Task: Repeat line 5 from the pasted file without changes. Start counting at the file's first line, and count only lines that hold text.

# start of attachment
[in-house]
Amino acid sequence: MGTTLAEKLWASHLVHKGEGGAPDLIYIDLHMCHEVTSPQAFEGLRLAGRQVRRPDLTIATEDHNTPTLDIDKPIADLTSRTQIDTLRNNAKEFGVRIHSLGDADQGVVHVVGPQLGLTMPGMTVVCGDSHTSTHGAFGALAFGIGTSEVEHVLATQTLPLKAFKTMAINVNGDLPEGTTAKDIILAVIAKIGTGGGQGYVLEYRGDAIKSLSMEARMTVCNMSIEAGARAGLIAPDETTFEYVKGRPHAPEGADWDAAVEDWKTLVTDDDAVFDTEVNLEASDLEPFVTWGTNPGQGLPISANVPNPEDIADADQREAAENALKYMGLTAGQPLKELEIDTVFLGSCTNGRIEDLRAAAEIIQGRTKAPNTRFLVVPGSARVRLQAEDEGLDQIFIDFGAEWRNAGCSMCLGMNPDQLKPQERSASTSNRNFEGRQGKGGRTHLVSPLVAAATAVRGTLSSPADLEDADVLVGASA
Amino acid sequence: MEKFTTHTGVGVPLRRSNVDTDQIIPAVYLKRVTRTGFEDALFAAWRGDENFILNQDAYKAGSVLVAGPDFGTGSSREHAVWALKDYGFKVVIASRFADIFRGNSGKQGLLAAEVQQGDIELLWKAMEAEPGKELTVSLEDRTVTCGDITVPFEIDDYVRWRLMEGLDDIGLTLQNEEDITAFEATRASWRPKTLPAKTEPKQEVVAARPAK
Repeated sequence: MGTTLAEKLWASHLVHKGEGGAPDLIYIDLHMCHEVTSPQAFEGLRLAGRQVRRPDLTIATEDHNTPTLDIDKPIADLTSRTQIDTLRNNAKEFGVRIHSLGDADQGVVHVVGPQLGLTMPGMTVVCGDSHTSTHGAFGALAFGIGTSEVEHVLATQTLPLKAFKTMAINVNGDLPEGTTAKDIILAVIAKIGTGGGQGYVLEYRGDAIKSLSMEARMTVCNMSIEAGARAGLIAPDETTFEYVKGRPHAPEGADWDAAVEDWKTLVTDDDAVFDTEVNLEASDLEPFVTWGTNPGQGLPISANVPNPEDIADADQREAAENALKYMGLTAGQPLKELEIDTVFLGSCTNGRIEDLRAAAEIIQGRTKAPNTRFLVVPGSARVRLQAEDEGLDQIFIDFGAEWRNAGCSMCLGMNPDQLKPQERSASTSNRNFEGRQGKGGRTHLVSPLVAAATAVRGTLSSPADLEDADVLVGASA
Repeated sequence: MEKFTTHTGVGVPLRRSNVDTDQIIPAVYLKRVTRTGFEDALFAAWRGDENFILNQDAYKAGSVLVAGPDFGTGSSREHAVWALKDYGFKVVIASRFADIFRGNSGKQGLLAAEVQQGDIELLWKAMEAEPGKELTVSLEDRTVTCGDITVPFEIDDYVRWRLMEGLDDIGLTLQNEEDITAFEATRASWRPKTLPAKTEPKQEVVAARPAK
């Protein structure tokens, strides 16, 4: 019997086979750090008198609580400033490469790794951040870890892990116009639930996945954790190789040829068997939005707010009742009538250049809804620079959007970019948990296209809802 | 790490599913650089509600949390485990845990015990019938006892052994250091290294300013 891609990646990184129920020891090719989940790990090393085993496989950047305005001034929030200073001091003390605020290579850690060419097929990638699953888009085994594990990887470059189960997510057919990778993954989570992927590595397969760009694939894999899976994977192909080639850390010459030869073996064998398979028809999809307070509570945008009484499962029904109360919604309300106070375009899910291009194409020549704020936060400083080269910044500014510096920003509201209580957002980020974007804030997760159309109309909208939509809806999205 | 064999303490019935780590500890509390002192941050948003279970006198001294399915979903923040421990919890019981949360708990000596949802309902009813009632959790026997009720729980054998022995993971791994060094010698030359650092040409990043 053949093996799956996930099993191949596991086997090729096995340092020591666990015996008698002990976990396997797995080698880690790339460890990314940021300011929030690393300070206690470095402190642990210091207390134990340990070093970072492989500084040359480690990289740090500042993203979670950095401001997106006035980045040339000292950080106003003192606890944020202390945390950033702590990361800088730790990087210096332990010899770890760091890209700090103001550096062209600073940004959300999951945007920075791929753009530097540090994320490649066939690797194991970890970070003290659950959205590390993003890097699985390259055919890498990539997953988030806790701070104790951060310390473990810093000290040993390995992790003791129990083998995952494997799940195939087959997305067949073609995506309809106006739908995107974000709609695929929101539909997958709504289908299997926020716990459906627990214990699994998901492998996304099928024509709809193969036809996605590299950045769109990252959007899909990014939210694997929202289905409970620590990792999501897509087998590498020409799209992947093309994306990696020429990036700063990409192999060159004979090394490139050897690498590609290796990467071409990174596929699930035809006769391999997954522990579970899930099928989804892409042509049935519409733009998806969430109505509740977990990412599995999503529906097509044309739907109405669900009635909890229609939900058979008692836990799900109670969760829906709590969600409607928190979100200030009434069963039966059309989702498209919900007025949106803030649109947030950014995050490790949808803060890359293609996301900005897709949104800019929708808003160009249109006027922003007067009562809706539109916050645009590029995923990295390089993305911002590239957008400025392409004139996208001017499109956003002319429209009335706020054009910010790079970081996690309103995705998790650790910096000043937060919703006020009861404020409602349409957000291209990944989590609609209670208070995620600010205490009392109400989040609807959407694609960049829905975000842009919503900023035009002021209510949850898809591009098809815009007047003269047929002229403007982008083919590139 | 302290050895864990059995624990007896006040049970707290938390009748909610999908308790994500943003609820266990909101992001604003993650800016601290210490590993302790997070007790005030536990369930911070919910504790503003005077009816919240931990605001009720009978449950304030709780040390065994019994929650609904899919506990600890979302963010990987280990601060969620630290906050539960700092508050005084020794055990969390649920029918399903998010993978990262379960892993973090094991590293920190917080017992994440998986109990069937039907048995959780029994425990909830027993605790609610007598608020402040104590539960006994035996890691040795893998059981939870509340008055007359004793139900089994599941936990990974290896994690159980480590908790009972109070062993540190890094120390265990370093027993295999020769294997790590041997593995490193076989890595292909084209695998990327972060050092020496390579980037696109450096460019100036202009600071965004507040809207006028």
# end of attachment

Repeated sequence: MEKFTTHTGVGVPLRRSNVDTDQIIPAVYLKRVTRTGFEDALFAAWRGDENFILNQDAYKAGSVLVAGPDFGTGSSREHAVWALKDYGFKVVIASRFADIFRGNSGKQGLLAAEVQQGDIELLWKAMEAEPGKELTVSLEDRTVTCGDITVPFEIDDYVRWRLMEGLDDIGLTLQNEEDITAFEATRASWRPKTLPAKTEPKQEVVAARPAK